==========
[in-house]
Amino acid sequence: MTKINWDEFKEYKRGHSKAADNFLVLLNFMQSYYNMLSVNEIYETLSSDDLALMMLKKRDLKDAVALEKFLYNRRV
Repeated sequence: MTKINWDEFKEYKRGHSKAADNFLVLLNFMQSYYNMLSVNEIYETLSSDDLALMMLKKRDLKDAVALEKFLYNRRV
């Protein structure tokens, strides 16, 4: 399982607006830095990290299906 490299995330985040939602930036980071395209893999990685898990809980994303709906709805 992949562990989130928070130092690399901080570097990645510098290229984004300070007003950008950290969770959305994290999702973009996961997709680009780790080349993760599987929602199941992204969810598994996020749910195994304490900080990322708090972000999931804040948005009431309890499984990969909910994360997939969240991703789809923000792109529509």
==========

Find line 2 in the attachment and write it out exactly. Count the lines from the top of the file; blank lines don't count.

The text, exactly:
Amino acid sequence: MTKINWDEFKEYKRGHSKAADNFLVLLNFMQSYYNMLSVNEIYETLSSDDLALMMLKKRDLKDAVALEKFLYNRRV